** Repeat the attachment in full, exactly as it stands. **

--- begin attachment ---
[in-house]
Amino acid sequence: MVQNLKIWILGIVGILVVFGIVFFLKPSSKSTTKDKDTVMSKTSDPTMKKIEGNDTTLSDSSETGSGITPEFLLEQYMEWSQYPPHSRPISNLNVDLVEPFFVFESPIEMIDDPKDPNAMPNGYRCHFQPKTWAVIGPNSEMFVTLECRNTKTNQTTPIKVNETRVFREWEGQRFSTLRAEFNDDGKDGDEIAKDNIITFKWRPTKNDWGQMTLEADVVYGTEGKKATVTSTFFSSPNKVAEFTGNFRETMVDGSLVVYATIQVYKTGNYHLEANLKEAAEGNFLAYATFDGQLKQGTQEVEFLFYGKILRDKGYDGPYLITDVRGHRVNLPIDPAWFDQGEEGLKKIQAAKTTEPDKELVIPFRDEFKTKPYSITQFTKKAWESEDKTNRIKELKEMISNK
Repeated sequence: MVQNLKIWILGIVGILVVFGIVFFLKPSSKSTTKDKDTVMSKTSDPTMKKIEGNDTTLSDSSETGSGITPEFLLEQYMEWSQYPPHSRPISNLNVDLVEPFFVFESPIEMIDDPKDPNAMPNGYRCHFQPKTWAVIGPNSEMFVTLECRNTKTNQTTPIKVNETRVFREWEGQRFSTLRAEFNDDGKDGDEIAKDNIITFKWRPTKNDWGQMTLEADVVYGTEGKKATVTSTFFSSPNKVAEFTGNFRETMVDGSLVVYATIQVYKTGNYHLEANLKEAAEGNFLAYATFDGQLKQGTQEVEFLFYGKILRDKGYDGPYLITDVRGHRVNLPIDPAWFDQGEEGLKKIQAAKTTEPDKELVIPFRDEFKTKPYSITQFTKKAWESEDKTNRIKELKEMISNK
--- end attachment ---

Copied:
[in-house]
Amino acid sequence: MVQNLKIWILGIVGILVVFGIVFFLKPSSKSTTKDKDTVMSKTSDPTMKKIEGNDTTLSDSSETGSGITPEFLLEQYMEWSQYPPHSRPISNLNVDLVEPFFVFESPIEMIDDPKDPNAMPNGYRCHFQPKTWAVIGPNSEMFVTLECRNTKTNQTTPIKVNETRVFREWEGQRFSTLRAEFNDDGKDGDEIAKDNIITFKWRPTKNDWGQMTLEADVVYGTEGKKATVTSTFFSSPNKVAEFTGNFRETMVDGSLVVYATIQVYKTGNYHLEANLKEAAEGNFLAYATFDGQLKQGTQEVEFLFYGKILRDKGYDGPYLITDVRGHRVNLPIDPAWFDQGEEGLKKIQAAKTTEPDKELVIPFRDEFKTKPYSITQFTKKAWESEDKTNRIKELKEMISNK
Repeated sequence: MVQNLKIWILGIVGILVVFGIVFFLKPSSKSTTKDKDTVMSKTSDPTMKKIEGNDTTLSDSSETGSGITPEFLLEQYMEWSQYPPHSRPISNLNVDLVEPFFVFESPIEMIDDPKDPNAMPNGYRCHFQPKTWAVIGPNSEMFVTLECRNTKTNQTTPIKVNETRVFREWEGQRFSTLRAEFNDDGKDGDEIAKDNIITFKWRPTKNDWGQMTLEADVVYGTEGKKATVTSTFFSSPNKVAEFTGNFRETMVDGSLVVYATIQVYKTGNYHLEANLKEAAEGNFLAYATFDGQLKQGTQEVEFLFYGKILRDKGYDGPYLITDVRGHRVNLPIDPAWFDQGEEGLKKIQAAKTTEPDKELVIPFRDEFKTKPYSITQFTKKAWESEDKTNRIKELKEMISNK